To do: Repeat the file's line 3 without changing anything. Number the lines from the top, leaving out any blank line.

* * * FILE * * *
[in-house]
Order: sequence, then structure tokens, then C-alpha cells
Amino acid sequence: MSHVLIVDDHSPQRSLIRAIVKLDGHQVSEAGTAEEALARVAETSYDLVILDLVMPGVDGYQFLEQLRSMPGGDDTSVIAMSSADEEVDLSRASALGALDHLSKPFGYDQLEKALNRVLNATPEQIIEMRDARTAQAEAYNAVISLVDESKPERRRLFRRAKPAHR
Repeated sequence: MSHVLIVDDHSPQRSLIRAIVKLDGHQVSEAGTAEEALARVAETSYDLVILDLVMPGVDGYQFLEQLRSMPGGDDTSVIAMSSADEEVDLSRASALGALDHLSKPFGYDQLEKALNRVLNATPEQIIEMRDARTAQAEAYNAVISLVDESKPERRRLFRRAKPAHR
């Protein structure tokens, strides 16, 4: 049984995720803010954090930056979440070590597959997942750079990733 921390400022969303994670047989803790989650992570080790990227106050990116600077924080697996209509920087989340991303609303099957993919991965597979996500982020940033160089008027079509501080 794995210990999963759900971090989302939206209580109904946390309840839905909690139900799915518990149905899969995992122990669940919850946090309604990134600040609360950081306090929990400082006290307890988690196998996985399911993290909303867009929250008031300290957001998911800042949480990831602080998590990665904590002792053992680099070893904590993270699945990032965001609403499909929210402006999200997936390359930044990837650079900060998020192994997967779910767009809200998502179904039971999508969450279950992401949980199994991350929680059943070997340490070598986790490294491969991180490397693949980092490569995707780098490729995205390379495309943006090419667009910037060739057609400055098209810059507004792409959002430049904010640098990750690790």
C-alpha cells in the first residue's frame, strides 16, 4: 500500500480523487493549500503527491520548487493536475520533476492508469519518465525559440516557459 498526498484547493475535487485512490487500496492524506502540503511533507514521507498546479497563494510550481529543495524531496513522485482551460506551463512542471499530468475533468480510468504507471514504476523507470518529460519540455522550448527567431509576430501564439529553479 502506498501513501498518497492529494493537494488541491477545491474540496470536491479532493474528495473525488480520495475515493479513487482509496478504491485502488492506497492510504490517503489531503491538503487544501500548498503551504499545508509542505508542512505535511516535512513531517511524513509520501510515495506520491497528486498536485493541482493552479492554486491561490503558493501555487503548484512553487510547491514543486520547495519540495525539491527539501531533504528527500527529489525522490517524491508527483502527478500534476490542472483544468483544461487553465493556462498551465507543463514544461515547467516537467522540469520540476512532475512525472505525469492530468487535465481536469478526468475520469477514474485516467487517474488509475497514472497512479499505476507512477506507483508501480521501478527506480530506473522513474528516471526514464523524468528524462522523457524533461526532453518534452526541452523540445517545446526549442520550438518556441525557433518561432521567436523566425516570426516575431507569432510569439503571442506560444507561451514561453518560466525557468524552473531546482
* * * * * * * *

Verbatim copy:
Amino acid sequence: MSHVLIVDDHSPQRSLIRAIVKLDGHQVSEAGTAEEALARVAETSYDLVILDLVMPGVDGYQFLEQLRSMPGGDDTSVIAMSSADEEVDLSRASALGALDHLSKPFGYDQLEKALNRVLNATPEQIIEMRDARTAQAEAYNAVISLVDESKPERRRLFRRAKPAHR